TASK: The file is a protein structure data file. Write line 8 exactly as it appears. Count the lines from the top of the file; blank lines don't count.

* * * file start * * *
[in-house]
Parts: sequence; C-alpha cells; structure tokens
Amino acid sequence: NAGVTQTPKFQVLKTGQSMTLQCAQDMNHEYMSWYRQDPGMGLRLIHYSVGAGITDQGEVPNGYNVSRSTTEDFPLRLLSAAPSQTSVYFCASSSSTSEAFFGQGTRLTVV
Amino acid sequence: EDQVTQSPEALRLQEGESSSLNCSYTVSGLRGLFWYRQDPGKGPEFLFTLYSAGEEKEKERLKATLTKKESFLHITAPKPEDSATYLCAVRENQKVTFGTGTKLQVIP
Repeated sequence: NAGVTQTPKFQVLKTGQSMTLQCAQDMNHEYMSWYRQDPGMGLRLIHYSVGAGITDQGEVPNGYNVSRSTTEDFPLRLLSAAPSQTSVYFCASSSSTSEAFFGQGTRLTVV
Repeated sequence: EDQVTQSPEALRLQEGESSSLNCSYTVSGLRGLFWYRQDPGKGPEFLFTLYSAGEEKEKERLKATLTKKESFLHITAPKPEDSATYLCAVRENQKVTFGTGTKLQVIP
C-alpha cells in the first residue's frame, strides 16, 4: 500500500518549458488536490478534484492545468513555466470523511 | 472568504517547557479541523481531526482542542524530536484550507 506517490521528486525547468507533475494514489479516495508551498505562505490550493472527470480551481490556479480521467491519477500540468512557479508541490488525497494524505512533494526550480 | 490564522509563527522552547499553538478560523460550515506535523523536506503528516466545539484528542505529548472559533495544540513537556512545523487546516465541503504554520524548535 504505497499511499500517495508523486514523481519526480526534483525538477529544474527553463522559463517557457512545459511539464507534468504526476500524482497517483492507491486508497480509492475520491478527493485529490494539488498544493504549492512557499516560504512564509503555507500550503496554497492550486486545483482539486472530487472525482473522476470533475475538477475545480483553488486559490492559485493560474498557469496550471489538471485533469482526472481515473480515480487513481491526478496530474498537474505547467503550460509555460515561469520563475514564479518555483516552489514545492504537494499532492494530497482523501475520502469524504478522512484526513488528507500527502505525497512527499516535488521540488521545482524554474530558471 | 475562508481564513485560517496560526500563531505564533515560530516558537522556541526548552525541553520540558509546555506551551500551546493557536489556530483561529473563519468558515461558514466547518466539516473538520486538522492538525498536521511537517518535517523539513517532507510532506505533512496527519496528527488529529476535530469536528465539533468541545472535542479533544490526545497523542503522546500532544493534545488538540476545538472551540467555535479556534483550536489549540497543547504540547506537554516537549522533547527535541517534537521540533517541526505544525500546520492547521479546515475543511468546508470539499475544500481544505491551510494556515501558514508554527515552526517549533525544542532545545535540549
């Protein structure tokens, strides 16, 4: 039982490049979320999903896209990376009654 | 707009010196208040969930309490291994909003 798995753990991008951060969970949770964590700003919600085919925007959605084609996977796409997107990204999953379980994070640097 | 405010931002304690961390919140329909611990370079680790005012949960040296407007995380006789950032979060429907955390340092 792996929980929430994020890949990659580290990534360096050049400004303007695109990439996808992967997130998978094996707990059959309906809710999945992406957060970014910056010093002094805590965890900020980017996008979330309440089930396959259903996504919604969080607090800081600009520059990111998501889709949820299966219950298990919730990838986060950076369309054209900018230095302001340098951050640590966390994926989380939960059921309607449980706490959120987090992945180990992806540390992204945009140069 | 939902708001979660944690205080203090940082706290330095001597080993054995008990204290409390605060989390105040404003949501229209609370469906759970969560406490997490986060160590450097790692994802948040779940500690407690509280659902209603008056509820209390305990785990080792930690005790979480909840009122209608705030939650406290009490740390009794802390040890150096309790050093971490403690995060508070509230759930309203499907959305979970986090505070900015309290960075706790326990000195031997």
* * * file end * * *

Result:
């Protein structure tokens, strides 16, 4: 039982490049979320999903896209990376009654 | 707009010196208040969930309490291994909003 798995753990991008951060969970949770964590700003919600085919925007959605084609996977796409997107990204999953379980994070640097 | 405010931002304690961390919140329909611990370079680790005012949960040296407007995380006789950032979060429907955390340092 792996929980929430994020890949990659580290990534360096050049400004303007695109990439996808992967997130998978094996707990059959309906809710999945992406957060970014910056010093002094805590965890900020980017996008979330309440089930396959259903996504919604969080607090800081600009520059990111998501889709949820299966219950298990919730990838986060950076369309054209900018230095302001340098951050640590966390994926989380939960059921309607449980706490959120987090992945180990992806540390992204945009140069 | 939902708001979660944690205080203090940082706290330095001597080993054995008990204290409390605060989390105040404003949501229209609370469906759970969560406490997490986060160590450097790692994802948040779940500690407690509280659902209603008056509820209390305990785990080792930690005790979480909840009122209608705030939650406290009490740390009794802390040890150096309790050093971490403690995060508070509230759930309203499907959305979970986090505070900015309290960075706790326990000195031997």